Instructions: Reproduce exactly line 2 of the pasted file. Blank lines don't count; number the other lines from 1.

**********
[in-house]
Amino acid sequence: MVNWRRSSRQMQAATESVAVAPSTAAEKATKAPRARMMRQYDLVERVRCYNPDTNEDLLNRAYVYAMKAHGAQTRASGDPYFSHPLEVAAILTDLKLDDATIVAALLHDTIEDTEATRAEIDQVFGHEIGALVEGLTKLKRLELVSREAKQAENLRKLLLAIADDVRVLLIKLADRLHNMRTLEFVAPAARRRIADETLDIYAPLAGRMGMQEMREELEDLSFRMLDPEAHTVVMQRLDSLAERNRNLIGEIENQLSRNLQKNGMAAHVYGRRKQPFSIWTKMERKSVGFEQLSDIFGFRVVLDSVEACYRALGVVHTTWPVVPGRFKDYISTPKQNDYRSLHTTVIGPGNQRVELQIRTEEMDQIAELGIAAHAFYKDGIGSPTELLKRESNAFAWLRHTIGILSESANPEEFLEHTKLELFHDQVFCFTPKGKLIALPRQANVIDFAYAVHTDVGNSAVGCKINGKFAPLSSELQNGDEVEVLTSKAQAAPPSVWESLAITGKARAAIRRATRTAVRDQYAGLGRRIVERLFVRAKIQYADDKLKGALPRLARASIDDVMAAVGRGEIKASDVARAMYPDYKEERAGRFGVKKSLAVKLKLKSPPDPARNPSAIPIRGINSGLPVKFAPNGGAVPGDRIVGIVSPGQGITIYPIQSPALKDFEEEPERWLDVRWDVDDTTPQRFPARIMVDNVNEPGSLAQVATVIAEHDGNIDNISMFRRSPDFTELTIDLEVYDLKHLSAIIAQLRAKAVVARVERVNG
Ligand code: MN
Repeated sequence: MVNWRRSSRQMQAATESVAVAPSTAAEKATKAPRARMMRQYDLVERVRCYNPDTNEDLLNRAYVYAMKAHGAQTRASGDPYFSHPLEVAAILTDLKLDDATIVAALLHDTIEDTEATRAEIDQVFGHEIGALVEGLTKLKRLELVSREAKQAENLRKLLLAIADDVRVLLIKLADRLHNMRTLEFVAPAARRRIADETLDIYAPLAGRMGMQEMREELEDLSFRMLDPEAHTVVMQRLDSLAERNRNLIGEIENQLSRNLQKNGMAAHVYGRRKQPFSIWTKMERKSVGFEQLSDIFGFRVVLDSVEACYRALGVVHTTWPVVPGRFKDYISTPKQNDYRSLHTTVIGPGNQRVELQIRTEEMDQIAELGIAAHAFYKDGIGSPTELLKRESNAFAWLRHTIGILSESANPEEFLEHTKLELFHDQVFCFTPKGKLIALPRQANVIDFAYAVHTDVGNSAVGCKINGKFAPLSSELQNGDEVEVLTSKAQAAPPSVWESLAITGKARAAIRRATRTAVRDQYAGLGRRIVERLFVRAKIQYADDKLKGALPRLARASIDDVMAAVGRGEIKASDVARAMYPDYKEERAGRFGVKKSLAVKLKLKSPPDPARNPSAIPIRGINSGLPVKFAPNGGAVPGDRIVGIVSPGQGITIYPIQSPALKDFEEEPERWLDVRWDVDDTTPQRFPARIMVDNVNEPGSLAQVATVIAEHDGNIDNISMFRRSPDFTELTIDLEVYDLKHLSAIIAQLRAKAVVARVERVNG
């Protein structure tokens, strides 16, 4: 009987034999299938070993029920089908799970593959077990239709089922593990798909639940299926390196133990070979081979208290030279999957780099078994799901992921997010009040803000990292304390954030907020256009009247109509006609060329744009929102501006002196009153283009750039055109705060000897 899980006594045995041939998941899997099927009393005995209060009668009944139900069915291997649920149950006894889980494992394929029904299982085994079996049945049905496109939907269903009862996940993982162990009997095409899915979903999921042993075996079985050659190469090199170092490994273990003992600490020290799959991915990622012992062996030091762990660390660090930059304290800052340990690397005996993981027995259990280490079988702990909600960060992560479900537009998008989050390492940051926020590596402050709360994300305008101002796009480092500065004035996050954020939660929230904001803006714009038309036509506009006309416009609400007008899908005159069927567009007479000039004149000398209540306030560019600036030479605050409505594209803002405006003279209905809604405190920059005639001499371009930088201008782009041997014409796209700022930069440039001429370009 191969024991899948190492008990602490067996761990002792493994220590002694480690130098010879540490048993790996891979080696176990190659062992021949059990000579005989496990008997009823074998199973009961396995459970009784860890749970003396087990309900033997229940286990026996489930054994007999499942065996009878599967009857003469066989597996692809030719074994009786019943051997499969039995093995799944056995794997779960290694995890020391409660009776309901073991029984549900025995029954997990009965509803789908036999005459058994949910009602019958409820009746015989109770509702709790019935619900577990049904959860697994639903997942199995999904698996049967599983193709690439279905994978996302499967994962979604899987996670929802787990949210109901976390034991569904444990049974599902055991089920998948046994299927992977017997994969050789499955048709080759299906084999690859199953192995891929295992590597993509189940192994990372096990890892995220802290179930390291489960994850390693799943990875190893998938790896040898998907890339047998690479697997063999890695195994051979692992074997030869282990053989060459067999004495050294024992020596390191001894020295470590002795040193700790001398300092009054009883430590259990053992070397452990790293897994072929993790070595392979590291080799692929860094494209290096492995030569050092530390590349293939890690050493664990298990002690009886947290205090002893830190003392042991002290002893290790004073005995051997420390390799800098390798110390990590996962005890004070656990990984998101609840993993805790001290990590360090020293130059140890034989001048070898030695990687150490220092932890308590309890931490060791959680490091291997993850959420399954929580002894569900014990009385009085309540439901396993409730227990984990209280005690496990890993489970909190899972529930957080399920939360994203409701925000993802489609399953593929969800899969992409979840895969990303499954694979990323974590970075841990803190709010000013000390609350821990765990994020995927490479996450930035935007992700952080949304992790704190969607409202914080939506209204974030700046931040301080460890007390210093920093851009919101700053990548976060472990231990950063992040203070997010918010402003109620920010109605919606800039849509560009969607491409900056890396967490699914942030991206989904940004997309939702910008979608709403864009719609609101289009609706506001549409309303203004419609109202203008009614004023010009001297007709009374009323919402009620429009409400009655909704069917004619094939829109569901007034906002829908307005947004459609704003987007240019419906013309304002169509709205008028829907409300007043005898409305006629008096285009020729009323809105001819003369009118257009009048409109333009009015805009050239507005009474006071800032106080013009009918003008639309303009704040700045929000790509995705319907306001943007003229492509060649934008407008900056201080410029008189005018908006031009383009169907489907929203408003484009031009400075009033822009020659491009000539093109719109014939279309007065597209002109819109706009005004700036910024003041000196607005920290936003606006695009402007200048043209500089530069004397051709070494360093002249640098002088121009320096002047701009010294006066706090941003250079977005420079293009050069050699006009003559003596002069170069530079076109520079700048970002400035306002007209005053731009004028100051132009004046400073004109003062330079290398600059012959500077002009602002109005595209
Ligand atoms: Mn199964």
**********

Amino acid sequence: MVNWRRSSRQMQAATESVAVAPSTAAEKATKAPRARMMRQYDLVERVRCYNPDTNEDLLNRAYVYAMKAHGAQTRASGDPYFSHPLEVAAILTDLKLDDATIVAALLHDTIEDTEATRAEIDQVFGHEIGALVEGLTKLKRLELVSREAKQAENLRKLLLAIADDVRVLLIKLADRLHNMRTLEFVAPAARRRIADETLDIYAPLAGRMGMQEMREELEDLSFRMLDPEAHTVVMQRLDSLAERNRNLIGEIENQLSRNLQKNGMAAHVYGRRKQPFSIWTKMERKSVGFEQLSDIFGFRVVLDSVEACYRALGVVHTTWPVVPGRFKDYISTPKQNDYRSLHTTVIGPGNQRVELQIRTEEMDQIAELGIAAHAFYKDGIGSPTELLKRESNAFAWLRHTIGILSESANPEEFLEHTKLELFHDQVFCFTPKGKLIALPRQANVIDFAYAVHTDVGNSAVGCKINGKFAPLSSELQNGDEVEVLTSKAQAAPPSVWESLAITGKARAAIRRATRTAVRDQYAGLGRRIVERLFVRAKIQYADDKLKGALPRLARASIDDVMAAVGRGEIKASDVARAMYPDYKEERAGRFGVKKSLAVKLKLKSPPDPARNPSAIPIRGINSGLPVKFAPNGGAVPGDRIVGIVSPGQGITIYPIQSPALKDFEEEPERWLDVRWDVDDTTPQRFPARIMVDNVNEPGSLAQVATVIAEHDGNIDNISMFRRSPDFTELTIDLEVYDLKHLSAIIAQLRAKAVVARVERVNG